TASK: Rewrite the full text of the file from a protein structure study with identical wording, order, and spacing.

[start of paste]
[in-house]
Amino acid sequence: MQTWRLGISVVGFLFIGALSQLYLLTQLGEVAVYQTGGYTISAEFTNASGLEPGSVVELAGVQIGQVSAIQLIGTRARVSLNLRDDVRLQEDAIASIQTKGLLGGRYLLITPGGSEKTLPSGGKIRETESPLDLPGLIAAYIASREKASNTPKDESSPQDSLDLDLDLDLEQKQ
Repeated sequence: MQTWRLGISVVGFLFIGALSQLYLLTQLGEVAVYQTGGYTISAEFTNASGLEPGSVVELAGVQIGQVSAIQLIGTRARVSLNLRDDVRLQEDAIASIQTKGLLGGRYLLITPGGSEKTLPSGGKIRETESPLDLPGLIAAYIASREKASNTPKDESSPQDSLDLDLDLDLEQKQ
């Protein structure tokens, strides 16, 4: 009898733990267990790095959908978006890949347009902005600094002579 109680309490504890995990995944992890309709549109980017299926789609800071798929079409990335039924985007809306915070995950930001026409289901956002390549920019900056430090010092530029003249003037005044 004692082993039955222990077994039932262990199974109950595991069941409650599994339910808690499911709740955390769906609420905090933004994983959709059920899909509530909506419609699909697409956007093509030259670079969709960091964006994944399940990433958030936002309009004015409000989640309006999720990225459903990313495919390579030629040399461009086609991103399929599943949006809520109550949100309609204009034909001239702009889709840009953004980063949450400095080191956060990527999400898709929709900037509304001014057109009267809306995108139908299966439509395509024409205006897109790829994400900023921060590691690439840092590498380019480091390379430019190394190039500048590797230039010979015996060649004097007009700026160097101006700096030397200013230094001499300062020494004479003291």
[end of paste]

[in-house]
Amino acid sequence: MQTWRLGISVVGFLFIGALSQLYLLTQLGEVAVYQTGGYTISAEFTNASGLEPGSVVELAGVQIGQVSAIQLIGTRARVSLNLRDDVRLQEDAIASIQTKGLLGGRYLLITPGGSEKTLPSGGKIRETESPLDLPGLIAAYIASREKASNTPKDESSPQDSLDLDLDLDLEQKQ
Repeated sequence: MQTWRLGISVVGFLFIGALSQLYLLTQLGEVAVYQTGGYTISAEFTNASGLEPGSVVELAGVQIGQVSAIQLIGTRARVSLNLRDDVRLQEDAIASIQTKGLLGGRYLLITPGGSEKTLPSGGKIRETESPLDLPGLIAAYIASREKASNTPKDESSPQDSLDLDLDLDLEQKQ
């Protein structure tokens, strides 16, 4: 009898733990267990790095959908978006890949347009902005600094002579 109680309490504890995990995944992890309709549109980017299926789609800071798929079409990335039924985007809306915070995950930001026409289901956002390549920019900056430090010092530029003249003037005044 004692082993039955222990077994039932262990199974109950595991069941409650599994339910808690499911709740955390769906609420905090933004994983959709059920899909509530909506419609699909697409956007093509030259670079969709960091964006994944399940990433958030936002309009004015409000989640309006999720990225459903990313495919390579030629040399461009086609991103399929599943949006809520109550949100309609204009034909001239702009889709840009953004980063949450400095080191956060990527999400898709929709900037509304001014057109009267809306995108139908299966439509395509024409205006897109790829994400900023921060590691690439840092590498380019480091390379430019190394190039500048590797230039010979015996060649004097007009700026160097101006700096030397200013230094001499300062020494004479003291």